From the end of my street I can see Samson and Goliath, the iconic yellow cranes which straddle the shipyards and dominate Belfast’s skyline. My father’s first job was in these shipyards. I had a summer job there delivering guided tours. Maritime history’s a compulsory topic in every Northern Irish school because the most famous ship in the world was built in Belfast. More than a century later, we’re still obsessed.
Belfast now has a world class museum catering to what we call Titanoraks. There are Titanic murals painted on walls throughout the city and a Thai restaurant called — you’ve guessed it — Thaitanic. We have books, plays, movies and coachloads of, mostly American, tourists arriving daily to see where it all began. As I pointed out in my last novel, The Fire Starters, Belfast’s story still feels tied up in “that sunken boat, which holds the whole city captive from the ocean floor. There are no future boats,” here because after the iceberg, confidence waned. The Titanic’s demise marked the beginning of the shipyard’s decline.
Yet we’re furiously proud of what others might call, a failure. It’s a very Northern Irish way of thinking. (Until recently there was a mural in my neighbourhood celebrating a football match where we scored a single goal against England. It might’ve been impressive if we’d actually won). When it comes to the Titanic, the Northern Irish aren’t just proud. We are defensive. Mention the word Titanic in Belfast and somebody will invariably fire back, “she was alright when she left here.” True as this may be — and I haven’t the guts to disagree — every time I hear this quip, I find myself thinking about culpability. Why are people so quick to insist the fault doesn’t lie with them?
We expect this kind of behaviour in children. Shirking responsibility is a sign of immaturity. Yet these days adults are just as guilty. It’s apparent in the smallest and most pedestrian moments: drivers trying to talk their way out of parking tickets, friends insisting they’re not the source of the latest gossip when it’s painfully obvious they are. It’s equally present in bigger arenas. When things go wrong politically, socially or culturally we’re quick to pass the buck. It wasn’t us. It was them, we say. Or we blame the people in power. Or indulge in crazy conspiracy theories. The American writer, DL Mayfield, claims, “people believe conspiracy theories because it is psychologically easier to believe a singular and unlikely narrative rather than engage in a hard and complicated reality where your own long-term participation is needed.”
I have to agree. I’ve noted this tendency in myself. I believe that I’m right, progressive and enlightened. I’m part of the solution rather than the problem. I didn’t contribute to the car crash we’re currently living through. I’m naïve enough to think the world would be a better place, if everyone was more like me. When things go wrong — and 2020’s rarely been right — my first thought is never, what have I done? It’s always, who can I blame for this mess?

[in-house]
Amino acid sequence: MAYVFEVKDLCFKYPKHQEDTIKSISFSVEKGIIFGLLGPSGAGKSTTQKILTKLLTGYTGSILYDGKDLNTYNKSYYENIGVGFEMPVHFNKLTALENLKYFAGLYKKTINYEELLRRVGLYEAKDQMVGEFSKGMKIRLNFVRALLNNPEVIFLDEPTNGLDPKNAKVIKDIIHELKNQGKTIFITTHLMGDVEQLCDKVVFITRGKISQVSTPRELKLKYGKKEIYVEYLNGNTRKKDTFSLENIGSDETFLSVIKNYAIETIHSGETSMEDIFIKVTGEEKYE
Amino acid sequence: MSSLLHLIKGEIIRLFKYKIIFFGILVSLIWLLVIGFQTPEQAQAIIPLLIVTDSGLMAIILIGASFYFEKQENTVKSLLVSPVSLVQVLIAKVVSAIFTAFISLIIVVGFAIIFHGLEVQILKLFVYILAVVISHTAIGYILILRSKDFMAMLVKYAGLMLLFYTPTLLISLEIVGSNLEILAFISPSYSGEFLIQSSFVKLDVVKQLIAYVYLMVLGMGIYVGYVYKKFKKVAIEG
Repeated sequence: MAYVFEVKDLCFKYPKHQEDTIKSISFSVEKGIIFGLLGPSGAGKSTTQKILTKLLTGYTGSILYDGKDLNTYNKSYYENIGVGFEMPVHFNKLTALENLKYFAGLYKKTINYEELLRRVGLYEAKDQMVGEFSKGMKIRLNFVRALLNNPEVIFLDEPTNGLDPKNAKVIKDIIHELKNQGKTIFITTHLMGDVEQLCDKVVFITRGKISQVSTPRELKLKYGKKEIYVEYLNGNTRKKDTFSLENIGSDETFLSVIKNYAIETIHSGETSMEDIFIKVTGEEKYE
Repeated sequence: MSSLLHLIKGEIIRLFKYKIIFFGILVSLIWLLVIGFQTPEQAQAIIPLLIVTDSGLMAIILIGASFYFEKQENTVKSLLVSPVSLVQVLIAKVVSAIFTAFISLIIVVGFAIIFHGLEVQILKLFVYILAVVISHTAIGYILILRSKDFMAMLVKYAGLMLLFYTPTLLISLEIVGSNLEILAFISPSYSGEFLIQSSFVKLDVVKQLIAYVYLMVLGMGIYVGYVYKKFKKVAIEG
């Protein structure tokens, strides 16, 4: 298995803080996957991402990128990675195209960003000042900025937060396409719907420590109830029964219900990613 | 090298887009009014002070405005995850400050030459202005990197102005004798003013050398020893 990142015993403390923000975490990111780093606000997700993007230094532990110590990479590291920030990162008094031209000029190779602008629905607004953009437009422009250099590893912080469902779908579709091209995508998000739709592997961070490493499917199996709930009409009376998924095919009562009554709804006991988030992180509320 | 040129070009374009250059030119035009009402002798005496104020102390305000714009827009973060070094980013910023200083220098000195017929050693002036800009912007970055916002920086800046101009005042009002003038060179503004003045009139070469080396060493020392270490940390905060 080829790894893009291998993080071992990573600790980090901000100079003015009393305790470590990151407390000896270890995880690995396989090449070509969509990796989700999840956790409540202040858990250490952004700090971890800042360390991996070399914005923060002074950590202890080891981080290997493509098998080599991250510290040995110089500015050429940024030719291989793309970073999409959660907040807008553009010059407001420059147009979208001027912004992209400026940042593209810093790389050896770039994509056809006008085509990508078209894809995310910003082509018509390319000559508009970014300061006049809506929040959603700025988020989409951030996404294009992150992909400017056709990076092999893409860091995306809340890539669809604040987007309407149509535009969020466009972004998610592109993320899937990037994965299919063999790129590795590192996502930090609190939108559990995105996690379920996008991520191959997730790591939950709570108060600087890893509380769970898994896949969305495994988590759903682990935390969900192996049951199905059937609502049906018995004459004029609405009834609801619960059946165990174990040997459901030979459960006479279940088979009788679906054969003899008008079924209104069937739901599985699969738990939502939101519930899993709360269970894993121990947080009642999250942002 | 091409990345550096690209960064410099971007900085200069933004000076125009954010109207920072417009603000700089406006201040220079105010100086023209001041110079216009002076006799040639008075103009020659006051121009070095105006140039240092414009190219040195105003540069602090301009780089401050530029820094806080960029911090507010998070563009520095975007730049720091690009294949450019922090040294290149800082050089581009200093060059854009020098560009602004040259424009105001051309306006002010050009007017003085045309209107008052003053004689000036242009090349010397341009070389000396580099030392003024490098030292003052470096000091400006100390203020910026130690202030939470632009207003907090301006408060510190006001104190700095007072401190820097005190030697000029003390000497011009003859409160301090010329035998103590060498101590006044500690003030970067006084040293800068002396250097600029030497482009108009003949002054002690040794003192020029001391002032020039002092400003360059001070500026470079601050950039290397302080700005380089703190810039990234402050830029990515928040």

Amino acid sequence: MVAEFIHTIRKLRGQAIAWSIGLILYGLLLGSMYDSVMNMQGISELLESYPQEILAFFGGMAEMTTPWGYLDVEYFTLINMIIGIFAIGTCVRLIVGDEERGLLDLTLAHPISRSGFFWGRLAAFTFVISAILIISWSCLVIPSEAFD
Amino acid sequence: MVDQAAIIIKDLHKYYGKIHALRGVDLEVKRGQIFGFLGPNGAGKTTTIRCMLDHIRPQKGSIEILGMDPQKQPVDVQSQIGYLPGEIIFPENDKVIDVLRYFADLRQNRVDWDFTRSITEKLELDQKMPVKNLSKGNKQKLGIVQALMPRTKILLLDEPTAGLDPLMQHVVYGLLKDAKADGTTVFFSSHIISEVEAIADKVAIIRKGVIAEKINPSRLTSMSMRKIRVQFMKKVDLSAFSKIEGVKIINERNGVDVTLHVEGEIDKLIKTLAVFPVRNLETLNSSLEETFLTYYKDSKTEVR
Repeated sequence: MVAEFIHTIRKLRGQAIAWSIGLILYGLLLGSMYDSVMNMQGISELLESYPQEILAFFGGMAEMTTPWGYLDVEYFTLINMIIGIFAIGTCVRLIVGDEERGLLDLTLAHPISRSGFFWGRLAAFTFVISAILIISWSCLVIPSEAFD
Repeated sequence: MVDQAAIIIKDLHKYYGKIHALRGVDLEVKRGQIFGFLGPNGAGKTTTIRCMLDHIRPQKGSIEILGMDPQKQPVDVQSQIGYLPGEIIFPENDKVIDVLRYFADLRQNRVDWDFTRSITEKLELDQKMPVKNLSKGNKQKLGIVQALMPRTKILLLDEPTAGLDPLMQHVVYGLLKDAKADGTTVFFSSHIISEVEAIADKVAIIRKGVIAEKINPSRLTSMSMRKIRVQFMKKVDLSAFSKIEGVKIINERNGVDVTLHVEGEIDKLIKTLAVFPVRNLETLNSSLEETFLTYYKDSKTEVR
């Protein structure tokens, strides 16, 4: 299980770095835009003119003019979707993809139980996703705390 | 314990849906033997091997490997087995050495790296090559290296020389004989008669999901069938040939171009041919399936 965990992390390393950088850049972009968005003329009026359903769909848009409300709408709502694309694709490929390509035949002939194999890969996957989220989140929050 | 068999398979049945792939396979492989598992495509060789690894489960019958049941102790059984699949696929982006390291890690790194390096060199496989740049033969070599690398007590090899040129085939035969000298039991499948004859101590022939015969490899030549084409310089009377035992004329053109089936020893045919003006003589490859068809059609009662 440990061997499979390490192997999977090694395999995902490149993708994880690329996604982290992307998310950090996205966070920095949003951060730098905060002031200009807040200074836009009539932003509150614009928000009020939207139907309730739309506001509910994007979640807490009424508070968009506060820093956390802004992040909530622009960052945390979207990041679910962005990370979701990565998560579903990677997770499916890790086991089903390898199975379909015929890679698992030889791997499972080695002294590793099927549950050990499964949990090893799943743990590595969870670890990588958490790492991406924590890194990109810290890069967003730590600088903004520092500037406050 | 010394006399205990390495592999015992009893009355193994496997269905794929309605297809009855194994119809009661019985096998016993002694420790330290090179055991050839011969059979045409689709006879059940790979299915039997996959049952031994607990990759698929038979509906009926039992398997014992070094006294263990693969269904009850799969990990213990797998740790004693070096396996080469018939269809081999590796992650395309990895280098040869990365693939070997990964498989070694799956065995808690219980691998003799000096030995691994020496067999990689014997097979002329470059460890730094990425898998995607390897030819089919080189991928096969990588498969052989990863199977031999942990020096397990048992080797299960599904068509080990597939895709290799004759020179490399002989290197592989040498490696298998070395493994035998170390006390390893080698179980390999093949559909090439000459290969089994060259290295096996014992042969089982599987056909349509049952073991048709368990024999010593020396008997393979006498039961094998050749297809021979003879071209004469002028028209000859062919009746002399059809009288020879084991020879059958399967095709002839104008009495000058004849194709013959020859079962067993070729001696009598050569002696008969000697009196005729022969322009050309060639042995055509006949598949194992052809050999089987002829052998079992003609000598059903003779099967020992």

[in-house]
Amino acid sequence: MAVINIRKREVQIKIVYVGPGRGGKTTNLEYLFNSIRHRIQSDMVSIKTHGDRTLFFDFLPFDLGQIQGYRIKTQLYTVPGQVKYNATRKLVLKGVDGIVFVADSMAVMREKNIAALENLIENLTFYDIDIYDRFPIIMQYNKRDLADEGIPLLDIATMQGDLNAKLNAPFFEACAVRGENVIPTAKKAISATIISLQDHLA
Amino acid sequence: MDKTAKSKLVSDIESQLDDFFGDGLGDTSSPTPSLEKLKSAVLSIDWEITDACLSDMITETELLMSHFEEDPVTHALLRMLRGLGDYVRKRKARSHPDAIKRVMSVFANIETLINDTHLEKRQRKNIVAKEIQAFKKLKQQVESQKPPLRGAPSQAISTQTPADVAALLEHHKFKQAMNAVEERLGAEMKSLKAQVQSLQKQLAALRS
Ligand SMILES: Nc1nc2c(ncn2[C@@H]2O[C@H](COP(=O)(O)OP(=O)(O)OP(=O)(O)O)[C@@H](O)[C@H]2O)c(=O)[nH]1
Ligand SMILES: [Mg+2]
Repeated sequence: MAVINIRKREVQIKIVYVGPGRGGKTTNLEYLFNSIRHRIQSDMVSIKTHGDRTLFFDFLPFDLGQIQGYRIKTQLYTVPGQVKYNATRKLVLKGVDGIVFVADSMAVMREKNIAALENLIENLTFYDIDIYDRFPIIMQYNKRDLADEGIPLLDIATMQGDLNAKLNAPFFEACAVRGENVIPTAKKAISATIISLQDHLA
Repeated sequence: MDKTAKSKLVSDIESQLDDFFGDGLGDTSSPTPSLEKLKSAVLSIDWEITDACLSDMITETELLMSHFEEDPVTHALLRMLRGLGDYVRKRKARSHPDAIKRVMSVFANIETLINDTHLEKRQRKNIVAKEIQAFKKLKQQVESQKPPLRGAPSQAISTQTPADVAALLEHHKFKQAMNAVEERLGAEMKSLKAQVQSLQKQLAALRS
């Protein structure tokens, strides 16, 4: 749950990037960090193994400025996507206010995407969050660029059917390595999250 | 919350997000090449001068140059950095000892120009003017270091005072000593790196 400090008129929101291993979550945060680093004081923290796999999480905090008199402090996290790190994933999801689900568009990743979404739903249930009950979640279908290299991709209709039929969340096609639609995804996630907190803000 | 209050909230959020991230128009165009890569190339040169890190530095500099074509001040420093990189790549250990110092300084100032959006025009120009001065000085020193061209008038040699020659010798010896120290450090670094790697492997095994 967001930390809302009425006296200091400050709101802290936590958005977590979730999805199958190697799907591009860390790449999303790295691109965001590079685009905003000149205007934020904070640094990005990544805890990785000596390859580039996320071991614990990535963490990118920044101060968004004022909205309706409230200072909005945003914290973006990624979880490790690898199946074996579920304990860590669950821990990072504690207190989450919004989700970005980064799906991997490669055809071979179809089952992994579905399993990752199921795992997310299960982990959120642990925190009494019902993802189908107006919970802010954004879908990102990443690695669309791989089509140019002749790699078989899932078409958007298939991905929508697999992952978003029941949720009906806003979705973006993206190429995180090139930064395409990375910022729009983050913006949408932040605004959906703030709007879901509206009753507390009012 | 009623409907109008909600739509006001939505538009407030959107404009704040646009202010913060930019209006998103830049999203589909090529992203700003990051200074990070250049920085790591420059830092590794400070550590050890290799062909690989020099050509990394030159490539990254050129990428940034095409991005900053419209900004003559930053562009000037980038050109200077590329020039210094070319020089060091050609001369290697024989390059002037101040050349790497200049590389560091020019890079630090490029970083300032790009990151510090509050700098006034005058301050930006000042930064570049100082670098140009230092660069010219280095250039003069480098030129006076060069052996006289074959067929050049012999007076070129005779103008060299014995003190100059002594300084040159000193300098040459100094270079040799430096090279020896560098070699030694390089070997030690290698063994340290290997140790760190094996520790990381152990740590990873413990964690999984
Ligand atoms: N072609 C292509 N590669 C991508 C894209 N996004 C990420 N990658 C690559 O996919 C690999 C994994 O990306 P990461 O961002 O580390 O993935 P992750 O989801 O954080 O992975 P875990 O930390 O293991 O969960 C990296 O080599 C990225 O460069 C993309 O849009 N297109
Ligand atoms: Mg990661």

Much of this is learned behaviour. It is often modelled from the top down. Covid-19 has offered us all a masterclass in passing the buck. I can’t speak for your politicians, though I suspect most of us are in the same boat here, (and the boat in question is looking more like the Titanic with every passing week). The UK’s politicians have failed abysmally in every aspect of their Pandemic response. Comparative to the population the UK’s death rate has been amongst the highest in the world. Our economy’s foundering. The Arts are decimated. The education system’s in a shambles. Even Marks and Spencer’s is struggling. (For ordinary British folks this is on a par with encountering the four horsemen of the Apocalypse).
For the last six months, Boris Johnson and his cronies have back tracked, u-turned and avoided the difficult questions, whilst their wilful complacency and poor judgment brought the UK to its knee. At no point during this fiasco, even when the evidence made their culpability painfully clear, have they apologised for the mistakes they’ve made. There seems to be a belief, widespread amongst those currently in power, that it is weak to admit fallibility. If you fail, it’s better to point the blame at everybody/somebody/anybody else.
Perhaps I’m the only one who thinks like this, but I’d prefer leaders who are self-aware enough to admit when they’ve failed, the sort of people who know the limits of their capability and aren’t scared to ask for expert and timely assistance. Thank goodness for New Zealand PM Jacinta Arden who consistently and regularly models what it means to truly lead. I dream of leaders humble and assured enough to admit that a situation like Covid-19 does not occur in a vacuum. Yes, the virus may have originated with a bat in a faraway country, but it would be naïve to pin the blame on this bat, or Wuhan Province, or even China. This is a worldwide pandemic. Every country’s felt the implications, socially and economically. Every country must play its part in the global recovery. What’s more, I’d argue, that every country, particularly those in the West, is guilty of contributing to the mess.